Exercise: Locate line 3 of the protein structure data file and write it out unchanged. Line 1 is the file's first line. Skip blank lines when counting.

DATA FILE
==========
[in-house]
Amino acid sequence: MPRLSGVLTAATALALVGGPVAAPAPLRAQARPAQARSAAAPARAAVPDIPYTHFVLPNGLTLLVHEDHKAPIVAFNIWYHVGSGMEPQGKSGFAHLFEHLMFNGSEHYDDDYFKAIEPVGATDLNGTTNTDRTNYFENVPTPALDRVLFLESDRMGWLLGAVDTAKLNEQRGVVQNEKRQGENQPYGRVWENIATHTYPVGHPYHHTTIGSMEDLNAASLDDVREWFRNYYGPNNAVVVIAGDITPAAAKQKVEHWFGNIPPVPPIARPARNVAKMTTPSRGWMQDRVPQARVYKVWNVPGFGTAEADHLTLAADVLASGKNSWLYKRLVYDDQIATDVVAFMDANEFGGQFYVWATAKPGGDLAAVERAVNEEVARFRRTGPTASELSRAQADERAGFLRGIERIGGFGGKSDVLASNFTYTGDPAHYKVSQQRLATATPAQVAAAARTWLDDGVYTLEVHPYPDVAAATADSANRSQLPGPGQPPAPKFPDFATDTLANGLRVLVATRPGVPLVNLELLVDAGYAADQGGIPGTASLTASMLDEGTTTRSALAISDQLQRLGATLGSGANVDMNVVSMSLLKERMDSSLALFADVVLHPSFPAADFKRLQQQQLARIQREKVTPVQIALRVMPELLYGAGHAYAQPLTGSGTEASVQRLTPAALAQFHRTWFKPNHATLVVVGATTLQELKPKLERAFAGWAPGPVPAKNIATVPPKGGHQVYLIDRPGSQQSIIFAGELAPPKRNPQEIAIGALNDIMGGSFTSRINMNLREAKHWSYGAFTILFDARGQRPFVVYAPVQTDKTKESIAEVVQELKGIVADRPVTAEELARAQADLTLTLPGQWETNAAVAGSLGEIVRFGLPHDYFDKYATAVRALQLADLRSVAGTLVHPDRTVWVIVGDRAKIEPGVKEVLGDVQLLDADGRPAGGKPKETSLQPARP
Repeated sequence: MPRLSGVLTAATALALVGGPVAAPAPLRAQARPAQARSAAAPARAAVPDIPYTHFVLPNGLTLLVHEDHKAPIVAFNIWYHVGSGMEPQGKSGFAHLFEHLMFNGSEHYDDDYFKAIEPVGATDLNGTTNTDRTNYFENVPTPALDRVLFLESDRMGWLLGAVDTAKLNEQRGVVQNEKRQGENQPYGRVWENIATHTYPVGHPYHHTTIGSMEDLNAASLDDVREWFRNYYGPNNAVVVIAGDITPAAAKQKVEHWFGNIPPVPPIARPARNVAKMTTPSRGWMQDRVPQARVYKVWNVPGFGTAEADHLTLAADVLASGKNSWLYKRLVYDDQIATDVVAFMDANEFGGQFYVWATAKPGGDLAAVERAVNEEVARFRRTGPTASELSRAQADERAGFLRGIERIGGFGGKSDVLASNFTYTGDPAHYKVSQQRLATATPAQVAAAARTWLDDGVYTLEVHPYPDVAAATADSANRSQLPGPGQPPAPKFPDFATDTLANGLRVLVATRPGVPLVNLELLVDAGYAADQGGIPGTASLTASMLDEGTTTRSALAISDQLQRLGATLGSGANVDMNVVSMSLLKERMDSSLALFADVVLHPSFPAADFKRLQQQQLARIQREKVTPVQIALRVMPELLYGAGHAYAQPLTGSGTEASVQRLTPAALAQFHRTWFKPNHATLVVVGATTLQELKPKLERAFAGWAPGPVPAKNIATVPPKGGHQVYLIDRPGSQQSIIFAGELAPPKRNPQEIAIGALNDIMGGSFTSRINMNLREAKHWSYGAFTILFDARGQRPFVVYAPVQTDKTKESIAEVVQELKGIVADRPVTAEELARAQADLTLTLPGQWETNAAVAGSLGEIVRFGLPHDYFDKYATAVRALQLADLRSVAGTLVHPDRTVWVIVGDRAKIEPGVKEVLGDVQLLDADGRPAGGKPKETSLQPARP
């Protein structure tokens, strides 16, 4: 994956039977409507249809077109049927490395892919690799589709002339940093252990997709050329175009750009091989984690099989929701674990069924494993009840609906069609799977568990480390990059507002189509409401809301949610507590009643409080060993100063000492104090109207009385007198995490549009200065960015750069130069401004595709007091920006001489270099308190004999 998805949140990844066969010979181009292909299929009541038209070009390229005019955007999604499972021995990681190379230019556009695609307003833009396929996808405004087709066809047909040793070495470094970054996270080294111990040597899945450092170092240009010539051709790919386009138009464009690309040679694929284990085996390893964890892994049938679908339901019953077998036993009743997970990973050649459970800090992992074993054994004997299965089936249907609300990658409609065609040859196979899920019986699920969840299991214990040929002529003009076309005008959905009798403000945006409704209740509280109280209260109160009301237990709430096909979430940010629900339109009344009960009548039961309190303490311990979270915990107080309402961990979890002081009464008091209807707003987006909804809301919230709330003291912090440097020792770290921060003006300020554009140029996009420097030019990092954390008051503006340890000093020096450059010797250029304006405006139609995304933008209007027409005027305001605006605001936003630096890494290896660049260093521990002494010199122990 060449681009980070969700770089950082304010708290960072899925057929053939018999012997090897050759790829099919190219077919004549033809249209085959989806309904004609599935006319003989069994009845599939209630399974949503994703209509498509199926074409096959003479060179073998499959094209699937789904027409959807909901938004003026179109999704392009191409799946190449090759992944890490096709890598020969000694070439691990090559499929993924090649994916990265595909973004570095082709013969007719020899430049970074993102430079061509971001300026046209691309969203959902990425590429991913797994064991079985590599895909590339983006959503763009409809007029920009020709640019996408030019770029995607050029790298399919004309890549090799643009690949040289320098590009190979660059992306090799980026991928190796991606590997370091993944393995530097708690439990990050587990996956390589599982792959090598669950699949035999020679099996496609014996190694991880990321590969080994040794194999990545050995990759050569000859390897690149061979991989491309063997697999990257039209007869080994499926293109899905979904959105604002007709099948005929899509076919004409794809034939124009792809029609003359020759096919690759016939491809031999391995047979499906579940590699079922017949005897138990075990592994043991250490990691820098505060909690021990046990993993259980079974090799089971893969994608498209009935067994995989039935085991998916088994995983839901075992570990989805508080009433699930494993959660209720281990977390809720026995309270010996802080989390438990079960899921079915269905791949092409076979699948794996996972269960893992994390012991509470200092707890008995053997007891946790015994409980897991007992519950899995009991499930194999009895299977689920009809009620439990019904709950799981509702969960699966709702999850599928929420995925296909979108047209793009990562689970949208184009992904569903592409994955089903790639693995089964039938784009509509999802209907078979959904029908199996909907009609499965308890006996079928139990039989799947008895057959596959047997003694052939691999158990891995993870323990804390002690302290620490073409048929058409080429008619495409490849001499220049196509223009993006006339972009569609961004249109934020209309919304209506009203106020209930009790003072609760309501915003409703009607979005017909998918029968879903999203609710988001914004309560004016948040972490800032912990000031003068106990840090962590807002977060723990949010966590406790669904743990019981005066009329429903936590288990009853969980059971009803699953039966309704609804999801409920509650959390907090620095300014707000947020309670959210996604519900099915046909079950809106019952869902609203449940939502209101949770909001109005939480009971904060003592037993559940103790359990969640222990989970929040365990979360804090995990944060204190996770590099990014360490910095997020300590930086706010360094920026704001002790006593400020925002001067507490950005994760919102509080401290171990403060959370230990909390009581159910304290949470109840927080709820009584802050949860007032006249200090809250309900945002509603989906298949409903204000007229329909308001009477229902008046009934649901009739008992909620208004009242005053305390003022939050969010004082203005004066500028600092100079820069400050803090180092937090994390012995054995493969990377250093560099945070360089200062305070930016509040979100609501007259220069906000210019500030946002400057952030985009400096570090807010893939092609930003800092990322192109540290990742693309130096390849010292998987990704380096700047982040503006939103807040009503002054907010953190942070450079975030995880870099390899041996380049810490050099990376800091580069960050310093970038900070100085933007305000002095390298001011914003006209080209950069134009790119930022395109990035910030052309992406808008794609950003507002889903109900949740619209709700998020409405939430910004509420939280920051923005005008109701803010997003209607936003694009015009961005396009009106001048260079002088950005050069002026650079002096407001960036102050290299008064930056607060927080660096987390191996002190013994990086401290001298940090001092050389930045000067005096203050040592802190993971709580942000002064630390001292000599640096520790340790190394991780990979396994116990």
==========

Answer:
Repeated sequence: MPRLSGVLTAATALALVGGPVAAPAPLRAQARPAQARSAAAPARAAVPDIPYTHFVLPNGLTLLVHEDHKAPIVAFNIWYHVGSGMEPQGKSGFAHLFEHLMFNGSEHYDDDYFKAIEPVGATDLNGTTNTDRTNYFENVPTPALDRVLFLESDRMGWLLGAVDTAKLNEQRGVVQNEKRQGENQPYGRVWENIATHTYPVGHPYHHTTIGSMEDLNAASLDDVREWFRNYYGPNNAVVVIAGDITPAAAKQKVEHWFGNIPPVPPIARPARNVAKMTTPSRGWMQDRVPQARVYKVWNVPGFGTAEADHLTLAADVLASGKNSWLYKRLVYDDQIATDVVAFMDANEFGGQFYVWATAKPGGDLAAVERAVNEEVARFRRTGPTASELSRAQADERAGFLRGIERIGGFGGKSDVLASNFTYTGDPAHYKVSQQRLATATPAQVAAAARTWLDDGVYTLEVHPYPDVAAATADSANRSQLPGPGQPPAPKFPDFATDTLANGLRVLVATRPGVPLVNLELLVDAGYAADQGGIPGTASLTASMLDEGTTTRSALAISDQLQRLGATLGSGANVDMNVVSMSLLKERMDSSLALFADVVLHPSFPAADFKRLQQQQLARIQREKVTPVQIALRVMPELLYGAGHAYAQPLTGSGTEASVQRLTPAALAQFHRTWFKPNHATLVVVGATTLQELKPKLERAFAGWAPGPVPAKNIATVPPKGGHQVYLIDRPGSQQSIIFAGELAPPKRNPQEIAIGALNDIMGGSFTSRINMNLREAKHWSYGAFTILFDARGQRPFVVYAPVQTDKTKESIAEVVQELKGIVADRPVTAEELARAQADLTLTLPGQWETNAAVAGSLGEIVRFGLPHDYFDKYATAVRALQLADLRSVAGTLVHPDRTVWVIVGDRAKIEPGVKEVLGDVQLLDADGRPAGGKPKETSLQPARP